Preferably, the glass insulating layer comprises USG; the overlayer comprises doped silicon dioxide in the form of BPSG; and the passivation layer comprises a material selected from the group consisting of silicon nitride and silicon dioxide having a thickness of less than about 2,000 Å, and within the range between about 500 Å and about 2,000 Å.
Preferably, the glass insulating layer comprises a sublayer of undoped glass having a thickness of about 1000 Å and an overlayer of doped glass having a thickness of between about 1000 Å and about 2000 Å. The passivation layer comprises a material selected from the group consisting of silicon dioxide and silicon nitride having a thickness of less than about 2,000 Å; and the conductive lines have a thickness of less than or equal to about 2000 Å.
The foregoing and other aspects and advantages of this invention are explained and described below with reference to the accompanying drawings, in which:
FIGS. 1A and 1B are a flow chart of the prior art process for manufacturing a ROM.
FIG. 2 is a flow chart of the process in accordance with this invention for manufacturing a ROM.
FIGS. 3A-3H illustrate the process of forming a ROM device in accordance with this invention.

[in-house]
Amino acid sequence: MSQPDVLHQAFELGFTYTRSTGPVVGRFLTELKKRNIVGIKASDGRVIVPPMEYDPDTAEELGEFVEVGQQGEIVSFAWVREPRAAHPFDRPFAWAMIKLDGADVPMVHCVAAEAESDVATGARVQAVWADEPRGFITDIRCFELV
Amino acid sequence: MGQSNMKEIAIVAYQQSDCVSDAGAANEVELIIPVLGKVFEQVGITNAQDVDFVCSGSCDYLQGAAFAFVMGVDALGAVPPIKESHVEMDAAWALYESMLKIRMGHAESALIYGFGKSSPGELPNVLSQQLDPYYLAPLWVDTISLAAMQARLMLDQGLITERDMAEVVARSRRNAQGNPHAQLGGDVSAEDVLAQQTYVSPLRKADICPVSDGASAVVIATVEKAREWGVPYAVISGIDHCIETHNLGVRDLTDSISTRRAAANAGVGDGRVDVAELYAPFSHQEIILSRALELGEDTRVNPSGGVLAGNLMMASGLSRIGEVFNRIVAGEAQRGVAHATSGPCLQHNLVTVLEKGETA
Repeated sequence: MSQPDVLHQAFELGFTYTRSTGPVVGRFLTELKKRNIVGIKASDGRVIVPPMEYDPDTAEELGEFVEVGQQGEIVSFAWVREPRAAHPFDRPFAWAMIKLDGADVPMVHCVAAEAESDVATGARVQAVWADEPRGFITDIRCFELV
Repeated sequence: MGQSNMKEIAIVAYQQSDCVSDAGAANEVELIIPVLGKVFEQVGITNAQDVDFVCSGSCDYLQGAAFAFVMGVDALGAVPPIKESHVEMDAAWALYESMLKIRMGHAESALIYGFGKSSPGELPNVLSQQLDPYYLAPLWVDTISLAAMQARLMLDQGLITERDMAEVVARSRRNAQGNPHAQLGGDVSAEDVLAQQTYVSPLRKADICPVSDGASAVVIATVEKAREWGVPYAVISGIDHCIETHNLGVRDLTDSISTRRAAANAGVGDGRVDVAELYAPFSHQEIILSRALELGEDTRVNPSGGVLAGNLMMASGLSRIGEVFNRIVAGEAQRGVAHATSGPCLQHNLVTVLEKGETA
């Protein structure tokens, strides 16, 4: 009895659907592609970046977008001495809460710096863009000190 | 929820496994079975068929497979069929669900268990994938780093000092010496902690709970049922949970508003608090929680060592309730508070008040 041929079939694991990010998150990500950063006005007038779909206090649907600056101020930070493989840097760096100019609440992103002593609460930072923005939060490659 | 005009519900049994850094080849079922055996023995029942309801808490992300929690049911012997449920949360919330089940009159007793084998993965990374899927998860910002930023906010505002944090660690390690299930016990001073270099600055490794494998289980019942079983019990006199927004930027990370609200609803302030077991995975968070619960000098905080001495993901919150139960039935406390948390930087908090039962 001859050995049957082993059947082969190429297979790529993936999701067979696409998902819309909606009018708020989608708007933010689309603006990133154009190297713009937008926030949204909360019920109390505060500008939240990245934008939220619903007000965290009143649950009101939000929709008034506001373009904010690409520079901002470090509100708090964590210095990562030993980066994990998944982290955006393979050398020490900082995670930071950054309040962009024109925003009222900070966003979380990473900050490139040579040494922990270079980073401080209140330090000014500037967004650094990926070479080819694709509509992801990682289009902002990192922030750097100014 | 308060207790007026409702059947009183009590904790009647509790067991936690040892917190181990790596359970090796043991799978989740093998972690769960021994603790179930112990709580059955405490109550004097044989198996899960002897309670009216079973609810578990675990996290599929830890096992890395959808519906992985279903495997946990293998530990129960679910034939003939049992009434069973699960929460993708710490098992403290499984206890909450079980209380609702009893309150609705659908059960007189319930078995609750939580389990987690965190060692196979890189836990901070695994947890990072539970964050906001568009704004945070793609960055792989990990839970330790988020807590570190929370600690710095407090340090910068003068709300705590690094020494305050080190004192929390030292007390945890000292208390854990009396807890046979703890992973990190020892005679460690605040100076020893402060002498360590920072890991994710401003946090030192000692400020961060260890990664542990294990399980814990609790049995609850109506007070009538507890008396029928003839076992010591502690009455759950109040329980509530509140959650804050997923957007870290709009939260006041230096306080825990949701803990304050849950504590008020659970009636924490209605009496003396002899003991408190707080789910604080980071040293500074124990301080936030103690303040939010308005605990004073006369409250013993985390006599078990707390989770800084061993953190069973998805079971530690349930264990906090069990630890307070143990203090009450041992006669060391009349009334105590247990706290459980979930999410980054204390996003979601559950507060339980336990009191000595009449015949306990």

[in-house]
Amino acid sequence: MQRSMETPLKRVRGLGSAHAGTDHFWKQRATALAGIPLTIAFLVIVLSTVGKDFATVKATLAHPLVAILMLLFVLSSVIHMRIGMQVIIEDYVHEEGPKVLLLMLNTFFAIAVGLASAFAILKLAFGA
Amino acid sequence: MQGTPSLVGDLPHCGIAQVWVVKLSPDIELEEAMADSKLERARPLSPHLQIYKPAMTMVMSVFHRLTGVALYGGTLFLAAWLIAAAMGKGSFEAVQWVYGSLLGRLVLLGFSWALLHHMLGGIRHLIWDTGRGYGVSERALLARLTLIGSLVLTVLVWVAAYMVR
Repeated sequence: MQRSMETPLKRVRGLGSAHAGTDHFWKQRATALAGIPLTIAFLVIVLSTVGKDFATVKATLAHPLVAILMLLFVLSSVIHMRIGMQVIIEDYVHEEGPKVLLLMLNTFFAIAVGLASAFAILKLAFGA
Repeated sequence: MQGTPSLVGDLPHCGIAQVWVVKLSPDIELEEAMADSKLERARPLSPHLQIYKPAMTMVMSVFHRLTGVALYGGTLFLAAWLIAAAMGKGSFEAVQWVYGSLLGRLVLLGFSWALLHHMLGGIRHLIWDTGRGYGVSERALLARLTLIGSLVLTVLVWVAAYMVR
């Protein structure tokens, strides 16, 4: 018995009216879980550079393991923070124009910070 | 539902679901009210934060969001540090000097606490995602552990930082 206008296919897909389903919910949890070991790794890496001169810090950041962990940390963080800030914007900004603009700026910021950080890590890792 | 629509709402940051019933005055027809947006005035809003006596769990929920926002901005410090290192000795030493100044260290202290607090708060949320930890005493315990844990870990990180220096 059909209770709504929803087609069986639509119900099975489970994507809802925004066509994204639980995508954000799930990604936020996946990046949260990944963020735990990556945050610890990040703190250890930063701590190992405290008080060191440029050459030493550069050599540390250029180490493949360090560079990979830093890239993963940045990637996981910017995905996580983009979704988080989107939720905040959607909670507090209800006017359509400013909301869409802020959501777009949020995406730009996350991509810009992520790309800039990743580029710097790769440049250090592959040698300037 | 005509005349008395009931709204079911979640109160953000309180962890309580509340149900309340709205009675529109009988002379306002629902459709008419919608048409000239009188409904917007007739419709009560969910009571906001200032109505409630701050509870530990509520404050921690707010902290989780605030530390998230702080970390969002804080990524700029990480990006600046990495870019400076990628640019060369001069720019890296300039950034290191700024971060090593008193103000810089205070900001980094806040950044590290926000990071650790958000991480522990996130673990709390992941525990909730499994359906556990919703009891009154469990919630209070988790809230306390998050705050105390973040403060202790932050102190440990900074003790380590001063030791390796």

FIG. 4 is a flow chart of the packaging process employed in accordance with this invention.
FIG. 5 shows a fragmentary plan view of a ROM formed in accordance with this invention.
FIG. 2 is a flow chart of the process in accordance with this invention for manufacturing a ROM. Function 210 comprises the early stage of the process in accordance with this invention for forming a ROM commencing with an N- doped semiconductor substrate upon which a P-well is formed by doping with an opposite (P-) type of dopant. Above the P-well is formed a silicon dioxide gate oxide, insulating, layer 34 about 200 Å thick. Above the gate oxide layer, word lines are formed from a layer of polysilicon 36 followed by a layer of a refractory silicide (polycide), each about 1500 Å thick. The refractory silicide 38 is selected from silicides of refractory metals such as Ta, W, Ti and Mo.